An all-party meeting today failed to hammer out a consensus over the controversial Insurance Bill which was scheduled to be taken up in Rajya Sabha.
Leaders agreed to hold a fresh round of consultations in the next two days as the brief meeting in Parliament House remained inconclusive.
"The meeting remained inconclusive. We have agreed to meet again in the next two days to arrive at a consensus on the possible formulation of the legislation," NCP leader Praful Patel, who attended the meeting, told reporters here.
NCP and BJD have decided to support the bill in the form it was cleared by the Union Cabinet recently.
Today's meeting was part of the govenment initiative to take opposition leaders in Rajya Sabha on board on the key bill.
Finance Minister Arun Jaitley and Parliamentary Affairs Minister M Venkaiah Naidu attended the meeting which took place against the backdrop of nine opposition parties giving a notice to Rajya Sabha Chairman Hamid Ansari for referring the bill to a Select Committee.
NDA does not have a majority in the Upper House and will have to seek the support of other parties to move its first major economic reforms legislation for consideration.
With the opposition demanding that the Insurance Laws (Amendment) Bill be referred to a Select Committee, the government last night had deferred its plan to move the bill for consideration in Rajya Sabha today.
Parliamentary Affairs Minister M Venkaiah Naidu had yesterday said he and the Finance Minister will talk to leaders of Congress and opposition parties on various aspects of the bill that seeks to raise the FDI cap in the insurance sector from 26 per cent to 49 per cent.
Naidu had appealed to the opposition to cooperate in passing the bill, saying the government is ready to consider any "meaningful suggestions" of the opposition.
"I fervently appeal to Congress and other opposition parties to enable passing the proposed legislation for enabling 49 per cent foreign investment in insurance sector, in this Budget Session of Parliament in the larger national interest."
"Spirit of constructive cooperation on issues of economic development need to be the basis of parliamentary democracy," he had told reporters in Hyderabad.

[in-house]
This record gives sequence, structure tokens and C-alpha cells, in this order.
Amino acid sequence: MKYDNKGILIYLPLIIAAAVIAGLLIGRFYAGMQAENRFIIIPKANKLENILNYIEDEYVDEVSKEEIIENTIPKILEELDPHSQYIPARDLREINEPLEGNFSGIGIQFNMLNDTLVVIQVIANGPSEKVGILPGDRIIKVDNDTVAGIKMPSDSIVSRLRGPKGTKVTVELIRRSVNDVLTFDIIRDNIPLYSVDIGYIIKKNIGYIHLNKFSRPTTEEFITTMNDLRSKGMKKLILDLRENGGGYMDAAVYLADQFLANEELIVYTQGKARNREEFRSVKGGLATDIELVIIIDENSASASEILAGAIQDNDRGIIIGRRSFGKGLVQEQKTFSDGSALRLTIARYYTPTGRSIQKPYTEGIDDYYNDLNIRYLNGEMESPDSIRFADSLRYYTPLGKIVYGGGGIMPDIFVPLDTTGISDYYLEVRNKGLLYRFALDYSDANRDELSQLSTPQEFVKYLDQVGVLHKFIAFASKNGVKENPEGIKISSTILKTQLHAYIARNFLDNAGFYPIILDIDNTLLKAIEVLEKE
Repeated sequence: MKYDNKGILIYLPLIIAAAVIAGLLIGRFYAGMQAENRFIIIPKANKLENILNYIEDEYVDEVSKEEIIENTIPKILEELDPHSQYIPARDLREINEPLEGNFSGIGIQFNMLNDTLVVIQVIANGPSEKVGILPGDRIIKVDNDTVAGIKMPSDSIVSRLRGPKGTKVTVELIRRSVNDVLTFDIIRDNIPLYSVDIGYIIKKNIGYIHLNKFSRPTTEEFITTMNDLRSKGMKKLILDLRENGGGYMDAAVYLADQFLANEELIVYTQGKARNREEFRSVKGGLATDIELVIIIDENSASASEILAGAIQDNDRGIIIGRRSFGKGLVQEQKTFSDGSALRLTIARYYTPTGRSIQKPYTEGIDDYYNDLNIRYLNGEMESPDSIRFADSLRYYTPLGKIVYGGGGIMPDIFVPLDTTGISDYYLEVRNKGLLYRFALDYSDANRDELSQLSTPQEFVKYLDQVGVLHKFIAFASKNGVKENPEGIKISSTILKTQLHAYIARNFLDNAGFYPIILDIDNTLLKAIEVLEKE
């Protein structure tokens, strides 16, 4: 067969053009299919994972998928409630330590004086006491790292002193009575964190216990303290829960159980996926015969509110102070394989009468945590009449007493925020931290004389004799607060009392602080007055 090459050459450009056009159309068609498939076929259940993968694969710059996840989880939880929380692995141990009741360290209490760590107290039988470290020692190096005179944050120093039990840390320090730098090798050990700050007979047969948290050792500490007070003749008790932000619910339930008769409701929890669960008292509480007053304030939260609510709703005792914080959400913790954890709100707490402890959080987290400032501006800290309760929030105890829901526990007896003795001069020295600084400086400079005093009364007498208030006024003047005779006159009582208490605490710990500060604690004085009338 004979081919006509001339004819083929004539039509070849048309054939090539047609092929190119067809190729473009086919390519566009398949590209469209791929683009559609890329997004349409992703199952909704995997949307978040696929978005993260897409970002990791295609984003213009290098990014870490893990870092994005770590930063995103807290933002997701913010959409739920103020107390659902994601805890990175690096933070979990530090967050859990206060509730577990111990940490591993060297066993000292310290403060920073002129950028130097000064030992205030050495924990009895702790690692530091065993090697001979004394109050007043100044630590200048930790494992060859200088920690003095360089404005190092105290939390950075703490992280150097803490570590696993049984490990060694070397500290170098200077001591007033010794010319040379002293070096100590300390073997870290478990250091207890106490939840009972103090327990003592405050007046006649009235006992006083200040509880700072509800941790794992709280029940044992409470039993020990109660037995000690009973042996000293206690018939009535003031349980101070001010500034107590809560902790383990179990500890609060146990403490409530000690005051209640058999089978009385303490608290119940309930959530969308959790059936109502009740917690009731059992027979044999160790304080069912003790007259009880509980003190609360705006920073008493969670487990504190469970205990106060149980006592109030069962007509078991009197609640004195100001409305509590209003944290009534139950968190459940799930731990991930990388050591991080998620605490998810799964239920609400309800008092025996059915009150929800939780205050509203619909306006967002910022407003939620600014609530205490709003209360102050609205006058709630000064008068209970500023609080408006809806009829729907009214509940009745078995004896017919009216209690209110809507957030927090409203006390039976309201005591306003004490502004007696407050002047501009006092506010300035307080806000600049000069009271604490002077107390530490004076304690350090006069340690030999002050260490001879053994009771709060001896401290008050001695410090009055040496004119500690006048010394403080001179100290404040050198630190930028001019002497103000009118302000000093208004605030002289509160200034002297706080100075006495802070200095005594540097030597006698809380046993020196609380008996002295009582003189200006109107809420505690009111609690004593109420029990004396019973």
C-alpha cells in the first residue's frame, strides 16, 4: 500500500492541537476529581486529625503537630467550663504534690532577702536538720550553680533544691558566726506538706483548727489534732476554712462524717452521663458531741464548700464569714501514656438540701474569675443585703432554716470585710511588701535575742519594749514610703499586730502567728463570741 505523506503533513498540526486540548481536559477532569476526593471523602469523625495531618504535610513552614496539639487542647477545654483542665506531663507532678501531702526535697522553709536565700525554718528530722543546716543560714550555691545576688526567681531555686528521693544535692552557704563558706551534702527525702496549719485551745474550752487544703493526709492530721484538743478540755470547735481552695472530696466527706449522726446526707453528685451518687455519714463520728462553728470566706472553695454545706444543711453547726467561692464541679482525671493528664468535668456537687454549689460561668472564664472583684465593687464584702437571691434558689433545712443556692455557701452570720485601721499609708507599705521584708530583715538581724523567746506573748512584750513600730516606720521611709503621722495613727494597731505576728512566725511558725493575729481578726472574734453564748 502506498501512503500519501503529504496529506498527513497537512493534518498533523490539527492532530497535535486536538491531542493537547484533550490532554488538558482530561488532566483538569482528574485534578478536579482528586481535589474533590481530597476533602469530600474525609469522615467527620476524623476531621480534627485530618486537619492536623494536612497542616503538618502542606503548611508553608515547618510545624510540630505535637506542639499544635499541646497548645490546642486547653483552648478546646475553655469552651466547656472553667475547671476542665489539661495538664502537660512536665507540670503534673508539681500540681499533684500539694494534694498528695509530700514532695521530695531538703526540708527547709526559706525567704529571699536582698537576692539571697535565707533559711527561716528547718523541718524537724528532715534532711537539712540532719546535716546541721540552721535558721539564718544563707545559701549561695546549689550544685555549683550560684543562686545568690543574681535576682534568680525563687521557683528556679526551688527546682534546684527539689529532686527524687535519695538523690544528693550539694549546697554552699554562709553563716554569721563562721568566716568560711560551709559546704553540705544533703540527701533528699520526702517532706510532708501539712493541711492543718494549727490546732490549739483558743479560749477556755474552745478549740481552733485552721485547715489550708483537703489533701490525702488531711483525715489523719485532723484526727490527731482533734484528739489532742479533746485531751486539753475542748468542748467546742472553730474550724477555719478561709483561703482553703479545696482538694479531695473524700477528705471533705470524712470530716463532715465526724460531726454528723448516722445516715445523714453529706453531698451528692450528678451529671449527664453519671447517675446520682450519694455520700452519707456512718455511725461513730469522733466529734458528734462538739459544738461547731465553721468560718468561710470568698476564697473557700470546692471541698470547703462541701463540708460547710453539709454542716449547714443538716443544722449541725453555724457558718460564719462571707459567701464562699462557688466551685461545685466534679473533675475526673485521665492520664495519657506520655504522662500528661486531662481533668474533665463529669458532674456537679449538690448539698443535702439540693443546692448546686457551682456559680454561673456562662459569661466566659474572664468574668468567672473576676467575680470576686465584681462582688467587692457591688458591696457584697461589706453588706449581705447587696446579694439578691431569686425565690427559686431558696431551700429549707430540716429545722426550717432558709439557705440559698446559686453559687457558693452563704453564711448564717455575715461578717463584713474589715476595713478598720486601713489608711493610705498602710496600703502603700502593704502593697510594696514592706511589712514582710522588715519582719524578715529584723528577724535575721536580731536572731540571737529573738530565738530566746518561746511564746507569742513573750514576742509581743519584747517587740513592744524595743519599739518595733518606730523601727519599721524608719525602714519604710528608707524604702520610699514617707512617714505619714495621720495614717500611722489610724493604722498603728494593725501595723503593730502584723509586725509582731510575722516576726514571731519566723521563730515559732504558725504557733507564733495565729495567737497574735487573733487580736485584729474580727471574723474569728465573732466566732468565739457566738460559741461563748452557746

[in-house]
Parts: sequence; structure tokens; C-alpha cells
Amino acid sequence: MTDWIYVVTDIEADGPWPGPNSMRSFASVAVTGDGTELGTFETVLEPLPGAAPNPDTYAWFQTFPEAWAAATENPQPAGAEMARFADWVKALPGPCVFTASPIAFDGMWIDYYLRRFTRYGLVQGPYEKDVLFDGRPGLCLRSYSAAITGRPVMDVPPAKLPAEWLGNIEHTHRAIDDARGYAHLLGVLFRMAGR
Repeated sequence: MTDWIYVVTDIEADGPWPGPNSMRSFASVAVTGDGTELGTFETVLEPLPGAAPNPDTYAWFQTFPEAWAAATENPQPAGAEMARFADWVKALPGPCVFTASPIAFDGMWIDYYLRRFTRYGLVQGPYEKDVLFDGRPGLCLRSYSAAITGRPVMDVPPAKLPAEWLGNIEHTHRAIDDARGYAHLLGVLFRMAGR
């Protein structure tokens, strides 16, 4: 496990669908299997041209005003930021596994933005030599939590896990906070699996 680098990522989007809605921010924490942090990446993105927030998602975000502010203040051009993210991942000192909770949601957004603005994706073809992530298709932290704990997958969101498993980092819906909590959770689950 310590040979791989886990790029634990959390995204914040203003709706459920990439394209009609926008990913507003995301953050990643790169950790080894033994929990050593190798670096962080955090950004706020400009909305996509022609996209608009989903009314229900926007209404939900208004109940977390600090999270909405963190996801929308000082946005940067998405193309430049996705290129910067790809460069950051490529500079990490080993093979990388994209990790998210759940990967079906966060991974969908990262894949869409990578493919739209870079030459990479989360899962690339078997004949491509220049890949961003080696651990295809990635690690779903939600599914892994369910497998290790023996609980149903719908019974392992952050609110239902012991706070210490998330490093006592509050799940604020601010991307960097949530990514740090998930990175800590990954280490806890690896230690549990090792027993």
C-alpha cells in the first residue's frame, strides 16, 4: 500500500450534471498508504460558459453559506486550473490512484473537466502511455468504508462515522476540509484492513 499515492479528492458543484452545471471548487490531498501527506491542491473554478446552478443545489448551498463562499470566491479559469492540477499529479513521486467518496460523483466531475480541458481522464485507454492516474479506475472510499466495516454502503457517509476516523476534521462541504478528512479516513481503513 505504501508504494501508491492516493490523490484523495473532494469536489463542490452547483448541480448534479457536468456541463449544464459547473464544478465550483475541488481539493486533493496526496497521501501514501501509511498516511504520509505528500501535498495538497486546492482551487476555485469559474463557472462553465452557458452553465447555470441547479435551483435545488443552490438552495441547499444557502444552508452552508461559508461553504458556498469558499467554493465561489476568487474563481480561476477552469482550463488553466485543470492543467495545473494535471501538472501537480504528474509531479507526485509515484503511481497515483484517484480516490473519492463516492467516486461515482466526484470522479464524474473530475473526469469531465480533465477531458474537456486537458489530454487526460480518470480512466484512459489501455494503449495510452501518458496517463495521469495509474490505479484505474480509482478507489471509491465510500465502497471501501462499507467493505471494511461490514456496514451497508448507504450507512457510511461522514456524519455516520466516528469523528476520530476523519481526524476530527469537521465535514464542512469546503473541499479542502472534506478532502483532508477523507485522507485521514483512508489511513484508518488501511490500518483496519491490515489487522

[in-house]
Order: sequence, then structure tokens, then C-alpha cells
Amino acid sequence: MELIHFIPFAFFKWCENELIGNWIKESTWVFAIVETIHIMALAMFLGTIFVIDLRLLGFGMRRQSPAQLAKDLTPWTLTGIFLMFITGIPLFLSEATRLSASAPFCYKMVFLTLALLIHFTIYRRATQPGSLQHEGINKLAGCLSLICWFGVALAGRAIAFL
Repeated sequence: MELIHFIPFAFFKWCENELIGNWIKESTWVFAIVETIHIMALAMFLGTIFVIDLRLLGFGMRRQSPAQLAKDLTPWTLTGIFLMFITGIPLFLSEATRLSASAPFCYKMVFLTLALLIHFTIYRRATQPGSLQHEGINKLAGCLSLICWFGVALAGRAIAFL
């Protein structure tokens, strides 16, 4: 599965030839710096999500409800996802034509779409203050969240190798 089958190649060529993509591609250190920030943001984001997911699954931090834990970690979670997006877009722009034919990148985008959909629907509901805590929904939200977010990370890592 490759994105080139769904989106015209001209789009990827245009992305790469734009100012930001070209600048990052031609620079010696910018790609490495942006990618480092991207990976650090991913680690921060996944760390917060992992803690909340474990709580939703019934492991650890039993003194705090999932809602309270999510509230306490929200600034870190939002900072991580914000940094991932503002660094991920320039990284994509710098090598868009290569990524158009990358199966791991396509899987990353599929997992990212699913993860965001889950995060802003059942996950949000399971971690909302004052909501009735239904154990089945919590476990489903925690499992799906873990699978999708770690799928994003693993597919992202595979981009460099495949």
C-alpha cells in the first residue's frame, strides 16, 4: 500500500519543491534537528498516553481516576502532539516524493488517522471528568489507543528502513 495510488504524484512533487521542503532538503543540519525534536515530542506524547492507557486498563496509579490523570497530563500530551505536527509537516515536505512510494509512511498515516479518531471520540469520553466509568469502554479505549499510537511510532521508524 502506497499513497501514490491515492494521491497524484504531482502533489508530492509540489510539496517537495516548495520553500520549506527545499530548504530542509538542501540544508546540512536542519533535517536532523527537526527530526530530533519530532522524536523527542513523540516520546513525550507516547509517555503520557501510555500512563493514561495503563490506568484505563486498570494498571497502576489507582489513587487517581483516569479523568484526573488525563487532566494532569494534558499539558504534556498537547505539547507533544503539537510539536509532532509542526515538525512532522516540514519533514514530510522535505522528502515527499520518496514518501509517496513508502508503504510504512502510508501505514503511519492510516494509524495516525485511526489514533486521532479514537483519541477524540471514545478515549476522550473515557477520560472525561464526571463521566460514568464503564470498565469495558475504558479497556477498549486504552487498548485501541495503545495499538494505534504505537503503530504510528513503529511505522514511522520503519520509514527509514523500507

Naidu had said the bill seeks to provide for the much desired capital inflows into the insurance sector since the penetration of insurance coverage in the country is being adversely impacted on account of inadequate investments.
Congress, CPI-M, CPI, SP, BSP, DMK, JD (U), Trinamool Congress and RJD have given a notice to the Rajya Sabha Chairman for referring the bill to a Select Committee.
Speaking to reporters outside Parliament, Union Minister Prakash Javadekar said, "This is the same bill which the Congress was introducing. We are in talks with all the major parties. We have to wait for two days."
The opposition, meanwhile, attacked the government over the bill, saying such a move will allow foreign interests to control the "savings" of crores of people.
"It was the Vajpayee government which allowed 26 per cent in FDI. We had opposed it then and also later when the UPA wanted to extend it to 49 per cent.
"The Standing Committee on Finance headed by Yashwant Sinha had also opposed 49 per cent in insurance and now that the BJP is in power, it is supporting the bill," said senior CPI(M) leader Sitaram Yechury.
He said allowing Foreign Institutional Investors (FII) was a "dangerous" move.
"There are two major players in the Indian insurance market. One is the LIC and second is GIC while others are off-shoots of these companies. So once you allow investments in these companies, you control the other entities.
"So, when you give them access to insurance sector, you also risk savings of crores of people," he said, adding that the global meltdown started with an American insurance company.
The Samajwadi Party too opposed the move of allowing 49 per cent in the insurance sector.
"SP will not accept the bill in its current form. We do not accept 49 per cent in FDI," said SP leader Ram Gopal Yadav, but refused to elaborate.
Shiv Sena leader Sanjay Raut said, "We will support the government on this bill. The country is in need of change and progress. So if FDI comes in a few sectors, there is no harm in it. We will highlight whatever we don't find right, but we will not impede in the process of progress".
Criticising the bill, JD(U) leader Ali Anwar said, "We don't find this bill justified...Our party workers have been protesting against this move...We believe that bringing FDI, foreign companies and money into insurance sector is not right".